Cancer Survivorship, at What Cost?

Sunday 4th of June is World Cancer Survivor Day 2023, a day dedicated to those who have survived a cancer diagnosis.  But importantly, the day is also designed to raise awareness of the often-overlooked challenges that this survivorship brings.

Our VP of Oncology, Dr Allan Jordan, explores further.





The discovery and development of novel cancer therapies have been the primary theme of my career for at least the past two decades. I’ve been fortunate to see several compounds I’ve been involved in enter clinical trials, offering potential benefits to patients and the chance that they, too, might become cancer survivors. Several of these patients, and members of their families, have become colleagues and friends along the way and sharing their journey is a huge motivator to continue the pursuit of even better treatment options.

But that shared journey has also highlighted another side to our novel medicines.  One that we frequently overlook in our research activities but is no less critical to the benefit we strive to deliver.  And that is the impact of our therapies, and of the disease itself, on those who are fortunate enough to beat their cancer.  Indeed, cancer survivorship brings a host of challenges which we frequently overlook, but which overshadow the successes we celebrate.

Our treatments are not kind.  Radiotherapy – still our best option for truly “curative” treatment, can lead to long-term chronic toxicity in adjacent organs, often leading to challenges in eating and digestion.  Combination chemotherapy which, despite significant advances in more targeted and personalised therapies, remains our go-to first line of therapy in most cases, can itself lead to treatment-induced secondary cancers, significant neurological damage and chronic pain, muscle wasting and a multitude of other day-to-day challenges.  And even these targeted therapeutics, aligned to a specific patient’s tumour and designed to exploit a tumour-specific weakness, are frequently not without side effects, both in the short and long term…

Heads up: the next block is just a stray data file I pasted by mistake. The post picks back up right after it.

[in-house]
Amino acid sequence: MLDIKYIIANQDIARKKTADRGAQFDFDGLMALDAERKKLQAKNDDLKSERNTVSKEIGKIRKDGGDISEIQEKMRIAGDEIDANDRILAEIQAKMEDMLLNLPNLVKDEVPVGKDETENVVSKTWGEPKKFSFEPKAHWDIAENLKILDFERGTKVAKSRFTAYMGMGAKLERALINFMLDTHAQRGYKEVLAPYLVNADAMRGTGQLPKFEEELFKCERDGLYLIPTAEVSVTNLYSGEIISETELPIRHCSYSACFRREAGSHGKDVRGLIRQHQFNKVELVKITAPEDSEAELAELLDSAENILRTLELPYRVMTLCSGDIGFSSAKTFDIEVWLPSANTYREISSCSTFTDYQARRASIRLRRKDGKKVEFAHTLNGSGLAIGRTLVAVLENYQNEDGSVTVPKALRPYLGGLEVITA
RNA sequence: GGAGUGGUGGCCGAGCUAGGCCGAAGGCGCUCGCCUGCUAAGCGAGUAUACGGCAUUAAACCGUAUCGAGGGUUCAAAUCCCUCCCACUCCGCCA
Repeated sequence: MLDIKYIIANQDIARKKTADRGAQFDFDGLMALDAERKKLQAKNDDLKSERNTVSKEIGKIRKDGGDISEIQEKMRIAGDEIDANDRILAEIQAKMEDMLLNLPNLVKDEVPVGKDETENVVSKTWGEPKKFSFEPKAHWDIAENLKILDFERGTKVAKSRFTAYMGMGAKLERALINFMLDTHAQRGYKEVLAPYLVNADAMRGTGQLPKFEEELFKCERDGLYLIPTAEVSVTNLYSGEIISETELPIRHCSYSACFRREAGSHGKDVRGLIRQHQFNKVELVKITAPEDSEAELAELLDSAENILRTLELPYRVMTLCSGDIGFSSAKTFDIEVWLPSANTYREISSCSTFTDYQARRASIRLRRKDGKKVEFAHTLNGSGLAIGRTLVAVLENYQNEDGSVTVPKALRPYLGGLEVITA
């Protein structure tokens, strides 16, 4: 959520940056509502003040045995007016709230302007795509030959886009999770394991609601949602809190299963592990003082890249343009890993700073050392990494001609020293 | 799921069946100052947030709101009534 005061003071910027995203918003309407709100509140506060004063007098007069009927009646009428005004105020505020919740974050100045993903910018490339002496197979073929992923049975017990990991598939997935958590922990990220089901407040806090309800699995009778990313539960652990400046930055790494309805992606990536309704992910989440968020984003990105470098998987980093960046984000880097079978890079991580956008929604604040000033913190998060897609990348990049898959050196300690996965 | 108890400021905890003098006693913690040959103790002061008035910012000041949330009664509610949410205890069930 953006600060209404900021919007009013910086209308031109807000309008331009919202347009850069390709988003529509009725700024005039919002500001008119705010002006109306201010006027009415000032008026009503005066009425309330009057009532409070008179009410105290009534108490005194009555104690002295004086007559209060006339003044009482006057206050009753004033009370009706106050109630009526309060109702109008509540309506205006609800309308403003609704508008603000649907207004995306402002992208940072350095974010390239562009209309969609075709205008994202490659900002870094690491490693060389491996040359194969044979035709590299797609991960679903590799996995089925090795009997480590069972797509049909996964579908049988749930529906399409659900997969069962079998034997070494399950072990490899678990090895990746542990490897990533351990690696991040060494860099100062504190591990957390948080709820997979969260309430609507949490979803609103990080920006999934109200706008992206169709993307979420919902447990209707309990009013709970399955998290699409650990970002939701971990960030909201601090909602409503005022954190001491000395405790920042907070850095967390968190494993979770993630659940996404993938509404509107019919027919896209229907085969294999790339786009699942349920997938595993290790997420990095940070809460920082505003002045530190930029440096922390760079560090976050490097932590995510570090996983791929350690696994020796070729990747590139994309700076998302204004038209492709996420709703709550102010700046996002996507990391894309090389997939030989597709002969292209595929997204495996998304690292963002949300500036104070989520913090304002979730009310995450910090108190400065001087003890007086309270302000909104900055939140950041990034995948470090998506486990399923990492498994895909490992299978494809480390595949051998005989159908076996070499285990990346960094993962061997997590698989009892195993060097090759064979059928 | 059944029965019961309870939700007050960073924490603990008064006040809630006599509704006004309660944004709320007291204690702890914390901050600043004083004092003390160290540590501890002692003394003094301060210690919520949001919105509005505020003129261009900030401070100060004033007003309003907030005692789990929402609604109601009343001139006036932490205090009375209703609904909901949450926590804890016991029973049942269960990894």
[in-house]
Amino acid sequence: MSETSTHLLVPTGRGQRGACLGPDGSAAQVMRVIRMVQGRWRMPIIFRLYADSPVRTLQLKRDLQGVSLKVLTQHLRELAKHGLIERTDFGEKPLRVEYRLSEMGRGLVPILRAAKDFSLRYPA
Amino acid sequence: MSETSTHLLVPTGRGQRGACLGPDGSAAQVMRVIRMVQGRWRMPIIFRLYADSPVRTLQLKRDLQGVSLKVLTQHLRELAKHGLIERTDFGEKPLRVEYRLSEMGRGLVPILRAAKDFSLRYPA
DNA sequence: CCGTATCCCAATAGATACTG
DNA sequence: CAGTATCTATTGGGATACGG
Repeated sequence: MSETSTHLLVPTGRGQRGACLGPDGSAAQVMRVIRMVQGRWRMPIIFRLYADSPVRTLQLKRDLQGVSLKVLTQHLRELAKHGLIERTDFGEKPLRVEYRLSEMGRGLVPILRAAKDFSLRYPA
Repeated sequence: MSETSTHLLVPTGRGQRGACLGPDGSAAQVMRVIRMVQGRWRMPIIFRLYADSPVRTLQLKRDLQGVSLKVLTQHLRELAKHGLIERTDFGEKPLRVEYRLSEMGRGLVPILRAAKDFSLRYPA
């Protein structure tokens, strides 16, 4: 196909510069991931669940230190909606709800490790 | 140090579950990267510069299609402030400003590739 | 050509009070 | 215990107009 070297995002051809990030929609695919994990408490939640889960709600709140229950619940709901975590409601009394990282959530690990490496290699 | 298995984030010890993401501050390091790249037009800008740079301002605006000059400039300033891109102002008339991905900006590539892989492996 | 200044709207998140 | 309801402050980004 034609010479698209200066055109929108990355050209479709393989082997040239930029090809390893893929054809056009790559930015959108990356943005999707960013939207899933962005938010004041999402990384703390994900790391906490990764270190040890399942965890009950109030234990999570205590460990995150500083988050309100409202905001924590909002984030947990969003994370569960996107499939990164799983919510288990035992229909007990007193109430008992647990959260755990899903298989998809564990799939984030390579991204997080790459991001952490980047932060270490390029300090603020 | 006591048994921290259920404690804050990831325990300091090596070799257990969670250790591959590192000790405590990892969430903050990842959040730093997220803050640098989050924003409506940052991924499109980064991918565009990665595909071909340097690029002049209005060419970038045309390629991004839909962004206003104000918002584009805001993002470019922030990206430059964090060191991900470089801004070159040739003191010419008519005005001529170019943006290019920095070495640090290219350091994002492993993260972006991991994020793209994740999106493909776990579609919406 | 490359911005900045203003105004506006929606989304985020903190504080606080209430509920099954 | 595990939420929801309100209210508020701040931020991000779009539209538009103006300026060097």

Survivorship, yes.  But at what cost to quality of life?

So how do we change this?  Days like Cancer Survivor’s Day are important to raise awareness of these hidden costs of cancer therapeutics and remind us that we remain some way away from the cancer “magic bullet”.  That awareness can help us as we consider the impacts and side effects of our novel therapies, not just during the clinical evaluation, but also after our therapy has (hopefully) done its job and our patients move forward with their lives.

But also, it reminds us that novel cancer therapeutics are not just about the destruction of rogue cancer cells.  A more holistic approach to quality of life remains important, and as a community, we do need to connect more widely with patient advocacy and support groups (such as Macmillan and Marie Curie in the UK, or the American Cancer Society in the USA), to truly understand the challenges our patients face once their treatments end. These conversations clearly highlight the urgent need to drive toward better therapeutic options for conditions such as neuropathic pain, cachexia, nausea, fatigue, and cognitive decline. This would offer significant benefits and improved quality of life to our cancer survivors.

Delivering these therapies and delivering an improved and enhanced quality of life for our survivors, would make an equally significant contribution to delivering better outcomes for cancer patients.  Perhaps it is time for us all to think a little further beyond killing cancer cells, and help deliver that more meaningful survivorship?